The focus on the breakout in U.S. stocks is overshadowing an equally important event: a global stock market breakout. While the U.S. is up roughly 3 percent for the year, the rest of the world is outperforming, including emerging markets, Japan and Europe — up 9 percent, 5 percent and nearly 5 percent year to date, respectively.
What's behind the outperformance? Consider:
What could keep the rally going? Upward revisions in earnings growth, for one, starting with the United States. Bank of America noted that while 2017 guidance from U.S. corporations has been typically tepid since they want to set the bar low, the commentary on conference calls has been far more optimistic — literally. The word "optimistic" was used on a record 51 percent of the calls BofA monitored this quarter, the highest since they began monitoring this data in 2003.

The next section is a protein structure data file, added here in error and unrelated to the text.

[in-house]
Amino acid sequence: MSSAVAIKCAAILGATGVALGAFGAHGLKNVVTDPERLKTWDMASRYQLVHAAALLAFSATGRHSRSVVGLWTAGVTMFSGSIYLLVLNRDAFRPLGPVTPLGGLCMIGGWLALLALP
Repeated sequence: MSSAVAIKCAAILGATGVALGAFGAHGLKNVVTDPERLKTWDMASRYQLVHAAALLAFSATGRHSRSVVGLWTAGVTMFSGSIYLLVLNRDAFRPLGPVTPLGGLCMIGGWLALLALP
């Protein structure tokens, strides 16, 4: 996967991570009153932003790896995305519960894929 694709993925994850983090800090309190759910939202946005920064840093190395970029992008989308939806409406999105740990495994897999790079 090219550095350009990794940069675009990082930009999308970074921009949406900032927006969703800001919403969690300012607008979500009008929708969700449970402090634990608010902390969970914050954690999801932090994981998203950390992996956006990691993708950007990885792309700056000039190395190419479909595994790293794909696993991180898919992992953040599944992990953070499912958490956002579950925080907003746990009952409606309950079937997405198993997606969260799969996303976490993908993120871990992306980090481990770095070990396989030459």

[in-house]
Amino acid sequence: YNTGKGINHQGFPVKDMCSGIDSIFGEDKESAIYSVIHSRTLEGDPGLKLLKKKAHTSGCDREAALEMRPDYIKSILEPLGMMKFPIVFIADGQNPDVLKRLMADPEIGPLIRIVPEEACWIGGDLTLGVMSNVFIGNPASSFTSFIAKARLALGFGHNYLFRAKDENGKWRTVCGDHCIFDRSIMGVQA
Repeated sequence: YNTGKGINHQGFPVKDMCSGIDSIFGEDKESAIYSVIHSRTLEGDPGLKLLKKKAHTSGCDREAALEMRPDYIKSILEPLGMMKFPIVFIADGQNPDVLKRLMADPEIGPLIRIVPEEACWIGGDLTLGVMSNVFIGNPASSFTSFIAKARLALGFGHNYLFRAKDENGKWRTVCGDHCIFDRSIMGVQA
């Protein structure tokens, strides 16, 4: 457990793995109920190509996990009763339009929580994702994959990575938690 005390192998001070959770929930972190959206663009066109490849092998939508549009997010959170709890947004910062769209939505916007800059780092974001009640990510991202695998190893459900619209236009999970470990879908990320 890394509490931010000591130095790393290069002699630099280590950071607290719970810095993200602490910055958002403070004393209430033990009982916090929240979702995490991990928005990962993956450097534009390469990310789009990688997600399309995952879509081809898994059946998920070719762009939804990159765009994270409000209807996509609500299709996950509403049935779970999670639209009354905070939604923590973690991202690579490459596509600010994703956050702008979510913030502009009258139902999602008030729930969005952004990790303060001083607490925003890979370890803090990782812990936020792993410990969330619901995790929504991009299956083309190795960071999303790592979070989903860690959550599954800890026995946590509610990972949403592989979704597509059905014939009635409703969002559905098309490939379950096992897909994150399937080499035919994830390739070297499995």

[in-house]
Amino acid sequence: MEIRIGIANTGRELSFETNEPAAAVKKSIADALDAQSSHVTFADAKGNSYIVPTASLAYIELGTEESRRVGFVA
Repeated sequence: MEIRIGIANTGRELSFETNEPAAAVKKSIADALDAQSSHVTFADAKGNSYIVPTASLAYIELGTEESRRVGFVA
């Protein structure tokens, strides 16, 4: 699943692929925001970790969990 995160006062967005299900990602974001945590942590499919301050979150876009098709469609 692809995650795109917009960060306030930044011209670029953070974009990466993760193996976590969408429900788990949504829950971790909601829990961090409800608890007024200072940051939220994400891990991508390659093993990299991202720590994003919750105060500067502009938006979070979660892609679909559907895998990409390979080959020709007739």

"This optimism could translate into future earnings revisions," BofA wrote.
And Michael Hartnett, chief investment strategist at BofA Merrill Lynch, wrote in a note a couple weeks ago that the reflation trade was far from over. He posits the U.S. has "one last melt-up in risky assets ... what we call the 'Icarus Trade." He says the S&P could go to 2,500 in the first half. (It was starting Tuesday's trading day above 2,300.)
What would stop the rally? For the U.S., it would be a delay or watering down of tax reform, or a sudden hike in March. Like all rallies, it will end when positions are too bullish, profit expectations are too high, and the Fed begins tightening in earnest.
Hartnett's best guess is that may happen sometime in the summer.